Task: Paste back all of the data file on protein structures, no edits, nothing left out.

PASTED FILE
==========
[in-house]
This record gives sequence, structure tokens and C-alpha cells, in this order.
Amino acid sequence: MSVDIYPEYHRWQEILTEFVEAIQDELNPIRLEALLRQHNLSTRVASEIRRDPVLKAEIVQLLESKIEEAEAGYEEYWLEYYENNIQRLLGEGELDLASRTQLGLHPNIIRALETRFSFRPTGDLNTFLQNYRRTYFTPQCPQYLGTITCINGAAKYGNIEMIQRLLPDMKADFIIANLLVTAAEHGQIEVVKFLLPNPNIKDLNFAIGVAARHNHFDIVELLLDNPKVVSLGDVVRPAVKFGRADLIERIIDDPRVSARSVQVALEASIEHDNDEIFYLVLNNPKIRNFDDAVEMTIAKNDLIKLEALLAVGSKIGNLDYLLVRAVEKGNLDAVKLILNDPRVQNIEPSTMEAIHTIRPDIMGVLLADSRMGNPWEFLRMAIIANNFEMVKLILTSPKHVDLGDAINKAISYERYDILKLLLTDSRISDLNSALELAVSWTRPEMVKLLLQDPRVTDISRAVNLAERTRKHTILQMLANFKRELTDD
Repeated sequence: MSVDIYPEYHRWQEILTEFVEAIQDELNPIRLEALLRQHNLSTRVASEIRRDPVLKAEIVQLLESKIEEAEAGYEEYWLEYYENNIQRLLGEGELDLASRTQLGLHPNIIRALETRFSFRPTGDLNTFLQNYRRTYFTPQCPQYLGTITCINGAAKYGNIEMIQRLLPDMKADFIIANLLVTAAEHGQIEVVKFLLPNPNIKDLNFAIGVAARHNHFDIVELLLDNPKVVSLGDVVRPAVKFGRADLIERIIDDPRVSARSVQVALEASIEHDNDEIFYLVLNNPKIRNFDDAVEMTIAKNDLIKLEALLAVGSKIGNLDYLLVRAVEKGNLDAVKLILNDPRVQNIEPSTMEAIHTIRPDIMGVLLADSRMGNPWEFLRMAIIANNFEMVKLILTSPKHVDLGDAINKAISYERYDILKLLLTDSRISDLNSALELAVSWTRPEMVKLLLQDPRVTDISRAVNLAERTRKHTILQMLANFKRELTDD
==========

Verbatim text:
[in-house]
This record gives sequence, structure tokens and C-alpha cells, in this order.
Amino acid sequence: MSVDIYPEYHRWQEILTEFVEAIQDELNPIRLEALLRQHNLSTRVASEIRRDPVLKAEIVQLLESKIEEAEAGYEEYWLEYYENNIQRLLGEGELDLASRTQLGLHPNIIRALETRFSFRPTGDLNTFLQNYRRTYFTPQCPQYLGTITCINGAAKYGNIEMIQRLLPDMKADFIIANLLVTAAEHGQIEVVKFLLPNPNIKDLNFAIGVAARHNHFDIVELLLDNPKVVSLGDVVRPAVKFGRADLIERIIDDPRVSARSVQVALEASIEHDNDEIFYLVLNNPKIRNFDDAVEMTIAKNDLIKLEALLAVGSKIGNLDYLLVRAVEKGNLDAVKLILNDPRVQNIEPSTMEAIHTIRPDIMGVLLADSRMGNPWEFLRMAIIANNFEMVKLILTSPKHVDLGDAINKAISYERYDILKLLLTDSRISDLNSALELAVSWTRPEMVKLLLQDPRVTDISRAVNLAERTRKHTILQMLANFKRELTDD
Repeated sequence: MSVDIYPEYHRWQEILTEFVEAIQDELNPIRLEALLRQHNLSTRVASEIRRDPVLKAEIVQLLESKIEEAEAGYEEYWLEYYENNIQRLLGEGELDLASRTQLGLHPNIIRALETRFSFRPTGDLNTFLQNYRRTYFTPQCPQYLGTITCINGAAKYGNIEMIQRLLPDMKADFIIANLLVTAAEHGQIEVVKFLLPNPNIKDLNFAIGVAARHNHFDIVELLLDNPKVVSLGDVVRPAVKFGRADLIERIIDDPRVSARSVQVALEASIEHDNDEIFYLVLNNPKIRNFDDAVEMTIAKNDLIKLEALLAVGSKIGNLDYLLVRAVEKGNLDAVKLILNDPRVQNIEPSTMEAIHTIRPDIMGVLLADSRMGNPWEFLRMAIIANNFEMVKLILTSPKHVDLGDAINKAISYERYDILKLLLTDSRISDLNSALELAVSWTRPEMVKLLLQDPRVTDISRAVNLAERTRKHTILQMLANFKRELTDD